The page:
"You're spending a lot of money on these modular solutions. Do you want to squeeze them into an existing box or build something that really suits your needs? I think we've done a lot of squeezing in the past," he said.

The next generation will also come with the power and cooling equipment built in, he said. Today, customers often locate their containers near an existing data center because they need access to cooling, power and back-up power supplies. For remote locations, customers can also buy cooling gear and generators that are packed into separate containers, then linked to the container with the IT gear.

Future products will have those pieces integrated from the start, allowing them to be more finely tuned for energy efficiency and making the containers "location independent," Zoll said. He suggested they will be delivered as a single unit, rather than multiple containers, but it wasn't entirely clear.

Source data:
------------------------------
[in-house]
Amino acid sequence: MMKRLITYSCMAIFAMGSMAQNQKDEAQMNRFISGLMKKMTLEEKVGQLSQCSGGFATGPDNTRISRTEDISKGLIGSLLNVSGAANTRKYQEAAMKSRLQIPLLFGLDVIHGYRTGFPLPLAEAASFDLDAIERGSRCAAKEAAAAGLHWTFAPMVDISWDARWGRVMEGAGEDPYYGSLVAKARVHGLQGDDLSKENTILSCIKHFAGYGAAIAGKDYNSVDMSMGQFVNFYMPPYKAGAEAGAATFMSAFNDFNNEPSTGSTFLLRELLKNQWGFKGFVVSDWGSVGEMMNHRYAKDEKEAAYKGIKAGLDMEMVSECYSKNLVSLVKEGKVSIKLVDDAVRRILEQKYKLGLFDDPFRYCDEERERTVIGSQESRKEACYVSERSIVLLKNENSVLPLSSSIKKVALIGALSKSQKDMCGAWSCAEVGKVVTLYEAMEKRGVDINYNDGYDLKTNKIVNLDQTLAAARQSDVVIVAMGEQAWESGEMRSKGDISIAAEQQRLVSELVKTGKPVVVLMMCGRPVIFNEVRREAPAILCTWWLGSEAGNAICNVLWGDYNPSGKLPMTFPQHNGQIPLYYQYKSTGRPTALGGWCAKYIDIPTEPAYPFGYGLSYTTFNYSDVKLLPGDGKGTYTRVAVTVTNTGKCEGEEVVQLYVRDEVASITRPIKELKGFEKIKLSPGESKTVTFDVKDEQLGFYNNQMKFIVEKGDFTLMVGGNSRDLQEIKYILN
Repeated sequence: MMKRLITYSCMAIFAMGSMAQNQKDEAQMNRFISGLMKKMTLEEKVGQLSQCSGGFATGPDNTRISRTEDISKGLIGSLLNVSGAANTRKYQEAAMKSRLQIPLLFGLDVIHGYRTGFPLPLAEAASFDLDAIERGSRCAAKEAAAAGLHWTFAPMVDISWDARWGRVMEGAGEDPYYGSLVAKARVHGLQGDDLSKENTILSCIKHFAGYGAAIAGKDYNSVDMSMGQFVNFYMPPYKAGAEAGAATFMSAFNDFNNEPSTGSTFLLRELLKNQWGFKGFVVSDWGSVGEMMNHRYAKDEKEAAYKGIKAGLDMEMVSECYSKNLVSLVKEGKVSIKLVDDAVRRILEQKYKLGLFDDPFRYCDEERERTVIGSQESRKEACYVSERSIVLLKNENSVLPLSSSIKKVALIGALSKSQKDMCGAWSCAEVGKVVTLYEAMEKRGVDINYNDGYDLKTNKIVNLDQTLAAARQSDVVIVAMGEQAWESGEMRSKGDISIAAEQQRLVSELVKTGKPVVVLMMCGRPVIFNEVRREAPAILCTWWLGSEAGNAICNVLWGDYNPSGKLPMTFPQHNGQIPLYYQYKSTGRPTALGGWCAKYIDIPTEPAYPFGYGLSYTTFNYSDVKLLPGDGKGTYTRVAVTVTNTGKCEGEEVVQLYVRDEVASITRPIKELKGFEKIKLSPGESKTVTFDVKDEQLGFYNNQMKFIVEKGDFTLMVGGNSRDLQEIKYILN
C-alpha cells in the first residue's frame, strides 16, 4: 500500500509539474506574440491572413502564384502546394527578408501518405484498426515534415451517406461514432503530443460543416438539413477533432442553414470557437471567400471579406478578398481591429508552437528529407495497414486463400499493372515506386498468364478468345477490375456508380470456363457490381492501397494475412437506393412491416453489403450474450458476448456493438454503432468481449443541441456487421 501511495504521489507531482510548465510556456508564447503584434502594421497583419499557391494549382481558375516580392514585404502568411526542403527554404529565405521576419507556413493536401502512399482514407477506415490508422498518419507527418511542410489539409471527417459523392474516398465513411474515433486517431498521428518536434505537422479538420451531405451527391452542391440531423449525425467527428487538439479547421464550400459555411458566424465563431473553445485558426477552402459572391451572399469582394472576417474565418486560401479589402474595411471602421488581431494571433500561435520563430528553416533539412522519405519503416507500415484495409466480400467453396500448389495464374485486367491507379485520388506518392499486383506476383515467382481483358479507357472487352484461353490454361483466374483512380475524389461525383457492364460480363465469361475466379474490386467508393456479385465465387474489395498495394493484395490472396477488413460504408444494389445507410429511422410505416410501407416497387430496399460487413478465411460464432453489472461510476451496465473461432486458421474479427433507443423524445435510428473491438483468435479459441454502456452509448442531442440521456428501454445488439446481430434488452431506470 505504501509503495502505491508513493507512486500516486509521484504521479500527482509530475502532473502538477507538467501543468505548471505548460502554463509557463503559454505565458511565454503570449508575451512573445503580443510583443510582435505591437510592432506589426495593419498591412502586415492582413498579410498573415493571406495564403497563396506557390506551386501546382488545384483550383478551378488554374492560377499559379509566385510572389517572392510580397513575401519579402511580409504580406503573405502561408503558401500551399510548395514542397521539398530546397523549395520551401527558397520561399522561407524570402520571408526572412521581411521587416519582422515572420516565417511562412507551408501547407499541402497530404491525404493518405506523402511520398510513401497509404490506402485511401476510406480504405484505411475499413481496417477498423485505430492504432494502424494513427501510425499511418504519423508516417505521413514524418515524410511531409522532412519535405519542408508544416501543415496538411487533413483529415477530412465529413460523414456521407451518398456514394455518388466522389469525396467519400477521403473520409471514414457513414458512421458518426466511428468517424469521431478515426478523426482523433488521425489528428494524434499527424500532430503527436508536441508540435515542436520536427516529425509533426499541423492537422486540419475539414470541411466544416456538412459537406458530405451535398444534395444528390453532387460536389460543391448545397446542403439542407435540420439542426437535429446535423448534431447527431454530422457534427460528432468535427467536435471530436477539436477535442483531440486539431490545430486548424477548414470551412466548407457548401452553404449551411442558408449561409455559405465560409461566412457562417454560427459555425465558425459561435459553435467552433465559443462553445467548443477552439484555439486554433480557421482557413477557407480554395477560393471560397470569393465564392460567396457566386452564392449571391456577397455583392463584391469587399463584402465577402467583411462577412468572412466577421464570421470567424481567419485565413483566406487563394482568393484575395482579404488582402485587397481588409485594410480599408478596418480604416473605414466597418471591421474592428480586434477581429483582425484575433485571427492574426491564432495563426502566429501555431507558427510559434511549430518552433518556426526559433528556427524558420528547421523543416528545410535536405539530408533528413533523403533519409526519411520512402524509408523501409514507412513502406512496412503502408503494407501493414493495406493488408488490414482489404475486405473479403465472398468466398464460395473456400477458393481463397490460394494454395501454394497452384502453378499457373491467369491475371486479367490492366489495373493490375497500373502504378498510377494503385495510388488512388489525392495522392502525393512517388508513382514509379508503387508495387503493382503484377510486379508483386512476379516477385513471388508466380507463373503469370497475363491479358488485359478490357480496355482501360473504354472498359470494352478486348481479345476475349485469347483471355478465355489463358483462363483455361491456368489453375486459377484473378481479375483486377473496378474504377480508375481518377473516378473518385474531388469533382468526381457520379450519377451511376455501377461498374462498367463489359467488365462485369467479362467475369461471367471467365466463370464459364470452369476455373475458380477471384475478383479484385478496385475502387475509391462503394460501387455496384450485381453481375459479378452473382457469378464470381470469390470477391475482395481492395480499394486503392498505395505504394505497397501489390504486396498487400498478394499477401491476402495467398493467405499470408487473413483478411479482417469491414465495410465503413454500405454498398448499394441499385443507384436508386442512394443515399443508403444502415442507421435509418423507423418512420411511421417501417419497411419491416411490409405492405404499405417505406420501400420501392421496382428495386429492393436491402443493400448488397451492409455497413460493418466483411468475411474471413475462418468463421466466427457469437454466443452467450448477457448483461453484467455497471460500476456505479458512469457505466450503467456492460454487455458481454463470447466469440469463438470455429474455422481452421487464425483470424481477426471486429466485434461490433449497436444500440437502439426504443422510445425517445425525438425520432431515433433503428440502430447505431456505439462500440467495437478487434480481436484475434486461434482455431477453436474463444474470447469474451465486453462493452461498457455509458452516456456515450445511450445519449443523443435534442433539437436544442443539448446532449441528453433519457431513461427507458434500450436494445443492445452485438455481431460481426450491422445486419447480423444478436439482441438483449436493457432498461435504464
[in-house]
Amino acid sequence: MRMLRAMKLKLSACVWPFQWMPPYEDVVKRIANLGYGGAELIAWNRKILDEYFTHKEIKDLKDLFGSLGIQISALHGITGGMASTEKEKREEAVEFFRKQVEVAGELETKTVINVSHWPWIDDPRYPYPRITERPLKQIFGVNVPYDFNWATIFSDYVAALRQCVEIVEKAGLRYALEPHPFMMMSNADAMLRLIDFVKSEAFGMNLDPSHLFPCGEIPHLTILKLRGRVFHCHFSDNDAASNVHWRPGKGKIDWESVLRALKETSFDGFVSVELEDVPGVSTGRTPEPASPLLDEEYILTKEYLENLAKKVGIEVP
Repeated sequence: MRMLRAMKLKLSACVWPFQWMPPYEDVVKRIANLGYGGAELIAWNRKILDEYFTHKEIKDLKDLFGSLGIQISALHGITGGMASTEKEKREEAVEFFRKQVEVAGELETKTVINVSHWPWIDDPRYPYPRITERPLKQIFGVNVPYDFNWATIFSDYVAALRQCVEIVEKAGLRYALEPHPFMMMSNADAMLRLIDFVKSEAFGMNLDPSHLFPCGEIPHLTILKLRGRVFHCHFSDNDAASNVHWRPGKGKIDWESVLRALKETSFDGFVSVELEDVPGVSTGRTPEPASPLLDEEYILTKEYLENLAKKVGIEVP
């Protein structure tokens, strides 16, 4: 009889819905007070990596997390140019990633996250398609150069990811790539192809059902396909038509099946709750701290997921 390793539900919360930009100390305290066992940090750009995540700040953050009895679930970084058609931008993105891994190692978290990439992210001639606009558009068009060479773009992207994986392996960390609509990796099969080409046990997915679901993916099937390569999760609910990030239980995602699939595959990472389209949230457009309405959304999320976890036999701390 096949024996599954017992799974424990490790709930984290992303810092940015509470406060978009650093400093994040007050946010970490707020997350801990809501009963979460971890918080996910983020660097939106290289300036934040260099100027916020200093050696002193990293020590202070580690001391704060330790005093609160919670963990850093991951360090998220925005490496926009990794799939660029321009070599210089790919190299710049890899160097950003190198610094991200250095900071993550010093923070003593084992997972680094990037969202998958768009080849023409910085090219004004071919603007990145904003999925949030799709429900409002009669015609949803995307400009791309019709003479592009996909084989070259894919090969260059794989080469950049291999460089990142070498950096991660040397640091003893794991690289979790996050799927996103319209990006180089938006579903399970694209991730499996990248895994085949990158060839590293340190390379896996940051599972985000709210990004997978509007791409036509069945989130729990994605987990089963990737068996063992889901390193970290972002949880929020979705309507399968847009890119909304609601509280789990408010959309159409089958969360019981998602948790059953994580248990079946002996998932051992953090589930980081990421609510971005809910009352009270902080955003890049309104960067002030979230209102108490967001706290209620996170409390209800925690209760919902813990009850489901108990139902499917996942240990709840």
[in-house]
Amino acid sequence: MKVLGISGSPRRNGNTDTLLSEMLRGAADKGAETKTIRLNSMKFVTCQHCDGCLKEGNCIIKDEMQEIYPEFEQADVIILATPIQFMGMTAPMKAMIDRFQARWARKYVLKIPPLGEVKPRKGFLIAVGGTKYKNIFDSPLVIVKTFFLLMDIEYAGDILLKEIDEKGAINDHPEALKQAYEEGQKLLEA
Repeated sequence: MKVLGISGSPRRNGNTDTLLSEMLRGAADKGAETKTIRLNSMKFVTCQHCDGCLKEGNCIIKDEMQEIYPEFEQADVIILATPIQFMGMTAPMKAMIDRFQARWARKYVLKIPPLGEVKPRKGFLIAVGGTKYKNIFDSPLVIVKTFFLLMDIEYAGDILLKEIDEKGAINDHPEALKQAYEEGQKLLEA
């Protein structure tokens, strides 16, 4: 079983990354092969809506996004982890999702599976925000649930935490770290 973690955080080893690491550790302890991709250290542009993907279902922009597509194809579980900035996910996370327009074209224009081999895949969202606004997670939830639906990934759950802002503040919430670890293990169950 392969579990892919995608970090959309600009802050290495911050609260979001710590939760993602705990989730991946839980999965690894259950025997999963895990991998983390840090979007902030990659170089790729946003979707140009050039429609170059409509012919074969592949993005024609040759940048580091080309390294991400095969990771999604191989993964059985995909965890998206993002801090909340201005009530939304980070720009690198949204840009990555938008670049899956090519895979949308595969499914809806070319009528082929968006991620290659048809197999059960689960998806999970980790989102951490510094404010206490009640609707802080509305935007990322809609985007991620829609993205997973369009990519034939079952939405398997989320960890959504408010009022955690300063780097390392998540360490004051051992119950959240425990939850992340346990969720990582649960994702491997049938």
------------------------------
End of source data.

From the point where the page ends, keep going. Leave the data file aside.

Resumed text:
They can also be fitted with satellite hook-ups so they can be remotely managed and monitored. And Zoll even suggested that future containers could be entirely self-sufficient, using compressed gas for power, so they don't need to be operated near a power supply. Martone wouldn't say if that's one of the goals for i/o's own product.

For example, a self-contained data center might provide computing resources on a LAN at a military site or on an oil rig.

The company clearly hopes to shake up the market, but it faces several challenges, including the fact that there are already several established players and it may be some time before i/o's first product goes on sale.